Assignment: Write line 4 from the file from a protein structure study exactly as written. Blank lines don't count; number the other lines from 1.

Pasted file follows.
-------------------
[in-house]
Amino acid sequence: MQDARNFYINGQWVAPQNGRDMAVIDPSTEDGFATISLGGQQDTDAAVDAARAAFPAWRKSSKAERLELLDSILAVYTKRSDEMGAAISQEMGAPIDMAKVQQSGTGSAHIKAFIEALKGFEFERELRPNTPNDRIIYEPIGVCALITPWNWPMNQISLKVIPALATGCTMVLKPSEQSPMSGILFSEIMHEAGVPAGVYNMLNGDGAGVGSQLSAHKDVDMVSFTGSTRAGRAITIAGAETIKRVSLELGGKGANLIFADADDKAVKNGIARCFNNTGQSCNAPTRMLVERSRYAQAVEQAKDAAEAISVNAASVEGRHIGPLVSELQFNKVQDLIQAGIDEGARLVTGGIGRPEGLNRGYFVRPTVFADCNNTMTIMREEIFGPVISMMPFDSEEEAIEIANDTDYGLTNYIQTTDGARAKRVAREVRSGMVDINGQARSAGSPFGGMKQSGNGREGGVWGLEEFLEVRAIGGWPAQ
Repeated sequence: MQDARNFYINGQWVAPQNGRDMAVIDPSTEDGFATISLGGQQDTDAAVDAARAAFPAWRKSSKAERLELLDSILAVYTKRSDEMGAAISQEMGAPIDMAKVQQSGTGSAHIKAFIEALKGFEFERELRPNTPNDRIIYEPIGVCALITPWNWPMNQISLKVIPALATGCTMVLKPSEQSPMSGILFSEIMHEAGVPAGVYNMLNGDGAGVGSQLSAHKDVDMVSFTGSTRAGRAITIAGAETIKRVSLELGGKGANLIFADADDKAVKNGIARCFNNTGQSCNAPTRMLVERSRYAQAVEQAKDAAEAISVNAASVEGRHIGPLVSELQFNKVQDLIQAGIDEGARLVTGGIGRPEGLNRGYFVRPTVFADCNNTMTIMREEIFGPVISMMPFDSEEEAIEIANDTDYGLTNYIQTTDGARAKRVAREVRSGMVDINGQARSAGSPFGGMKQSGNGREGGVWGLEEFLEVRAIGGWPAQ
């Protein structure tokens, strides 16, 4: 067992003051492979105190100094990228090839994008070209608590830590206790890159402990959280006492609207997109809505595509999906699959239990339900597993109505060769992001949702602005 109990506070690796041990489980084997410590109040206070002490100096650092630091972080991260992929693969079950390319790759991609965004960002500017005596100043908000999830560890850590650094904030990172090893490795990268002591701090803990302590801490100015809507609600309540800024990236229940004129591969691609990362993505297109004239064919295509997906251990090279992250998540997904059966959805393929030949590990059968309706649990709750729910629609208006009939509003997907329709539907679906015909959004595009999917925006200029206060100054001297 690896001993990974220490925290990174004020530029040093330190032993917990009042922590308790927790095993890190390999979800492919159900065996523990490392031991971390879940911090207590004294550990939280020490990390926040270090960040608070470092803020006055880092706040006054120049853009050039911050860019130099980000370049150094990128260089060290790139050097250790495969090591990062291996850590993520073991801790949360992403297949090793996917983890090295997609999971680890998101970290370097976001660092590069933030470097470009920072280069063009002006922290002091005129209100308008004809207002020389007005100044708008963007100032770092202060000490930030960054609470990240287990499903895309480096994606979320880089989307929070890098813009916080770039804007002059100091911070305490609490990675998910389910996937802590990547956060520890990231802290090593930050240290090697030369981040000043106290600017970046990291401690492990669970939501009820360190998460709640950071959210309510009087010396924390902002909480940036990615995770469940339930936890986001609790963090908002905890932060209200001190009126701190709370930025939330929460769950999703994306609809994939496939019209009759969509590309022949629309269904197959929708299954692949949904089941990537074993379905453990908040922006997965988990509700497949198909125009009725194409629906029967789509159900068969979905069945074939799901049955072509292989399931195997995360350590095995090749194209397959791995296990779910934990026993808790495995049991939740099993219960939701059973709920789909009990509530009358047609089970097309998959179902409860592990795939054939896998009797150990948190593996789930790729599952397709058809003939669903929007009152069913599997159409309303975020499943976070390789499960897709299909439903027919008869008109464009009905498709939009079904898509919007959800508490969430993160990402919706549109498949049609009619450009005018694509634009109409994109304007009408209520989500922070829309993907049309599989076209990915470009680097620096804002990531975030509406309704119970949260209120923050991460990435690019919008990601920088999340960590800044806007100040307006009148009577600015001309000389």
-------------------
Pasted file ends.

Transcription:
């Protein structure tokens, strides 16, 4: 067992003051492979105190100094990228090839994008070209608590830590206790890159402990959280006492609207997109809505595509999906699959239990339900597993109505060769992001949702602005 109990506070690796041990489980084997410590109040206070002490100096650092630091972080991260992929693969079950390319790759991609965004960002500017005596100043908000999830560890850590650094904030990172090893490795990268002591701090803990302590801490100015809507609600309540800024990236229940004129591969691609990362993505297109004239064919295509997906251990090279992250998540997904059966959805393929030949590990059968309706649990709750729910629609208006009939509003997907329709539907679906015909959004595009999917925006200029206060100054001297 690896001993990974220490925290990174004020530029040093330190032993917990009042922590308790927790095993890190390999979800492919159900065996523990490392031991971390879940911090207590004294550990939280020490990390926040270090960040608070470092803020006055880092706040006054120049853009050039911050860019130099980000370049150094990128260089060290790139050097250790495969090591990062291996850590993520073991801790949360992403297949090793996917983890090295997609999971680890998101970290370097976001660092590069933030470097470009920072280069063009002006922290002091005129209100308008004809207002020389007005100044708008963007100032770092202060000490930030960054609470990240287990499903895309480096994606979320880089989307929070890098813009916080770039804007002059100091911070305490609490990675998910389910996937802590990547956060520890990231802290090593930050240290090697030369981040000043106290600017970046990291401690492990669970939501009820360190998460709640950071959210309510009087010396924390902002909480940036990615995770469940339930936890986001609790963090908002905890932060209200001190009126701190709370930025939330929460769950999703994306609809994939496939019209009759969509590309022949629309269904197959929708299954692949949904089941990537074993379905453990908040922006997965988990509700497949198909125009009725194409629906029967789509159900068969979905069945074939799901049955072509292989399931195997995360350590095995090749194209397959791995296990779910934990026993808790495995049991939740099993219960939701059973709920789909009990509530009358047609089970097309998959179902409860592990795939054939896998009797150990948190593996789930790729599952397709058809003939669903929007009152069913599997159409309303975020499943976070390789499960897709299909439903027919008869008109464009009905498709939009079904898509919007959800508490969430993160990402919706549109498949049609009619450009005018694509634009109409994109304007009408209520989500922070829309993907049309599989076209990915470009680097620096804002990531975030509406309704119970949260209120923050991460990435690019919008990601920088999340960590800044806007100040307006009148009577600015001309000389």